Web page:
Chances are someone will call or text you on your mobile phone today. You will probably watch a video on the Internet via social media or on a website. You may watch some TV – possibly via Netflix or on catch up. Late last year, we hit a landmark. For the first time in the history of mankind the number of mobile devices in the world exceeded the population. (more…)
Since the caveman learned how to draw, depicting an image has been part of the human psyche. The image is a kind of shorthand that allows us to relate to that person quickly and easily. We take a small part of that individual, exaggerate it and that defines the person for us. Think Winston Churchill and his cigars, Margaret Thatcher and her helmet of shiny blonde hair. Even Kim Kardashian and her unfeasibly large behind. (more…)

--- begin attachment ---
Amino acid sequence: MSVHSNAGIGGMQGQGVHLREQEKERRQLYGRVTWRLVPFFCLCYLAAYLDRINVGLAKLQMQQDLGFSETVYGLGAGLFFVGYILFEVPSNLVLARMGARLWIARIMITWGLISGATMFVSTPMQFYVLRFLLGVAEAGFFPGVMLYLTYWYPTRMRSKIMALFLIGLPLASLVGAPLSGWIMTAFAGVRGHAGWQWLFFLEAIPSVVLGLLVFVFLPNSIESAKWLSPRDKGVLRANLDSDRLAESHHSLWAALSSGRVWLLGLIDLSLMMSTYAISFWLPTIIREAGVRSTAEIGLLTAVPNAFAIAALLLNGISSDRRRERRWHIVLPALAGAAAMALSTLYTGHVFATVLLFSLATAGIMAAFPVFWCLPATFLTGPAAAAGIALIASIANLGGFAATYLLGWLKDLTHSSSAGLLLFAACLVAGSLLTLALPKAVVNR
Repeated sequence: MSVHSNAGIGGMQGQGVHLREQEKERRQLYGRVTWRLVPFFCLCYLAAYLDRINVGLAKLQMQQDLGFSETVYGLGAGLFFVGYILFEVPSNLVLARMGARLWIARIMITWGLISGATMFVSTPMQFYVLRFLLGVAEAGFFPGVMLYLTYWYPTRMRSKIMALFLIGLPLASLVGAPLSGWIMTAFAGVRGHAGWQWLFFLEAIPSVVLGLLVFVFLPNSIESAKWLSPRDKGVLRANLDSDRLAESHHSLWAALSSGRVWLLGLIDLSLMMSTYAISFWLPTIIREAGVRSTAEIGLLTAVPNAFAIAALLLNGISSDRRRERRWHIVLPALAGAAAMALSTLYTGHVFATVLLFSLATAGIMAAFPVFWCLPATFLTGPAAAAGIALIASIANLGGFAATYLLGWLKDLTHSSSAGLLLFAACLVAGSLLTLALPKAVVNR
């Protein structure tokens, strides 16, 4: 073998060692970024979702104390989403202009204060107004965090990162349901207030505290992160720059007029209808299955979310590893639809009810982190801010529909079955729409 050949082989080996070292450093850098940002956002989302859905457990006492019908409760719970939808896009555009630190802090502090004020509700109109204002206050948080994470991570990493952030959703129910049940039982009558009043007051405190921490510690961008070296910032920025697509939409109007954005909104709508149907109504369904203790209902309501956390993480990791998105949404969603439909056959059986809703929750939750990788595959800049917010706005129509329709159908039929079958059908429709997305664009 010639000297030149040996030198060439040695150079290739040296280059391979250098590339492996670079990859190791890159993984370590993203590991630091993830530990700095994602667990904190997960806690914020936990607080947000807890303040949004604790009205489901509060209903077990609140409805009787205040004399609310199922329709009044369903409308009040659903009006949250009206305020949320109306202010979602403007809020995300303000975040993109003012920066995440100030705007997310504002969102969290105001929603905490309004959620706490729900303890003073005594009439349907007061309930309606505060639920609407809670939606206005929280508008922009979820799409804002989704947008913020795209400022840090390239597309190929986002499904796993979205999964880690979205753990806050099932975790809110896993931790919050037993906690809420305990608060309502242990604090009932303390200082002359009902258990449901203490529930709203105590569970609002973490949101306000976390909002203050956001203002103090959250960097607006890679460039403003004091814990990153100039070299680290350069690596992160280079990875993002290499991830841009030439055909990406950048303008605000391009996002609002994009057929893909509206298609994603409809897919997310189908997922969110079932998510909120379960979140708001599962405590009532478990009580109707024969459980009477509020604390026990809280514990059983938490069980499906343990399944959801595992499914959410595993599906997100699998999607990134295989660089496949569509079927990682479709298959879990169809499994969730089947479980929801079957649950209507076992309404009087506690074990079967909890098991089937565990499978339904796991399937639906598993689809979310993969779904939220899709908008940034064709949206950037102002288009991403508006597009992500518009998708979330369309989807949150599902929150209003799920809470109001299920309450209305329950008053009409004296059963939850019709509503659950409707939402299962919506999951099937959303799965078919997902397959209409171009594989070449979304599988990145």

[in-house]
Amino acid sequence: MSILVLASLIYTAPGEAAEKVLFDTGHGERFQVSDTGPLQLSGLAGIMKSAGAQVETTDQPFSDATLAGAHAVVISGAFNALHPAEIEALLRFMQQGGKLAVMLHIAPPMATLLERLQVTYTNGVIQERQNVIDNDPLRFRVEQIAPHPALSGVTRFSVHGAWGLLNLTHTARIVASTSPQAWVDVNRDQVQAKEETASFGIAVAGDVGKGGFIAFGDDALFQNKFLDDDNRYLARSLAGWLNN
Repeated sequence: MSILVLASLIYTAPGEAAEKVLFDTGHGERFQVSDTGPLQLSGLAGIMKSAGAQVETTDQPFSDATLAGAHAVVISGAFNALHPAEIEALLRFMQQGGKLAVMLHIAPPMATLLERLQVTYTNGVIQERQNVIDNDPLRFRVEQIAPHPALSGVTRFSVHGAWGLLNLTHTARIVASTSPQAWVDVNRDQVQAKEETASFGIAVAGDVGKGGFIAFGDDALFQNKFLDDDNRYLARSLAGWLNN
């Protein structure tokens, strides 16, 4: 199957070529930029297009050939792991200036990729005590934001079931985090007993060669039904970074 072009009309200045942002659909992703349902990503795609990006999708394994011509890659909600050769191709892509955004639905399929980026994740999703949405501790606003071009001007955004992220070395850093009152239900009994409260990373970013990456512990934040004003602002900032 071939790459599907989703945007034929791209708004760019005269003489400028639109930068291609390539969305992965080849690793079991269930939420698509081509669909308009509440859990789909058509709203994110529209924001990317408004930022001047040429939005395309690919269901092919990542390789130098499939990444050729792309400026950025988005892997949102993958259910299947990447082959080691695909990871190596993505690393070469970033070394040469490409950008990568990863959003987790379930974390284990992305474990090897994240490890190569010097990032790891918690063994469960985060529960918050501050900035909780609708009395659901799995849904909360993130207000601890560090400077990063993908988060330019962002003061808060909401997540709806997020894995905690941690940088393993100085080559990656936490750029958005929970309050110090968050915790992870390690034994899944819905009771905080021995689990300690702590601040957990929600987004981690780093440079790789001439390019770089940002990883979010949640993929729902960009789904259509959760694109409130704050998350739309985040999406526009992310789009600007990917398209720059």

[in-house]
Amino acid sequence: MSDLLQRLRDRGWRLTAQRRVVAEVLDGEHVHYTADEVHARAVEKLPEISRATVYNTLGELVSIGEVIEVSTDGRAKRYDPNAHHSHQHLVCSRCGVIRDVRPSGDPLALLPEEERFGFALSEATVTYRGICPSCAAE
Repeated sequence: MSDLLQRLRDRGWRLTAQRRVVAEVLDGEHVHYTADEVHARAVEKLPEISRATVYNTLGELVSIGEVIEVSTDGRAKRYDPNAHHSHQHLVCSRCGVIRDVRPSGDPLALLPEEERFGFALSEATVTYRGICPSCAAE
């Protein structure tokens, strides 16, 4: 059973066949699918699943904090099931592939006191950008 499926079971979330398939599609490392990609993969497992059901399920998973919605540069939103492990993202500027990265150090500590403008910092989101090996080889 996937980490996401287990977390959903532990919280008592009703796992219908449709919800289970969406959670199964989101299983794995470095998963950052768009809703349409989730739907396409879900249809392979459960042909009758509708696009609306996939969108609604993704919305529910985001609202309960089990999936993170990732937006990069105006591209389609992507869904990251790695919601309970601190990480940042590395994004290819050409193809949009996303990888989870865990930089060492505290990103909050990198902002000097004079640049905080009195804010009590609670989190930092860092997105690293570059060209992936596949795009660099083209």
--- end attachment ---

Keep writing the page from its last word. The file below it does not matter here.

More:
In a recent survey amongst communication experts, 93% agreed with the statement that video is a vital part of internal messaging. For many, video is the perfect way to get information across – no long, marketing documents or presentations, just an authentic, credible message straight from the person concerned.
Other positives about using video for internal communications is the message is more likely to be absorbed, it feels personal and therefore people react more positively, and it’s accessible at your convenience.
However, video can only do all those things if people actually watch it. We assume video for internal communications makes sense because of the ease of online distribution. We assume video is easier for employees to integrate watching into their daily online experience. And both these statements can be backed up by data.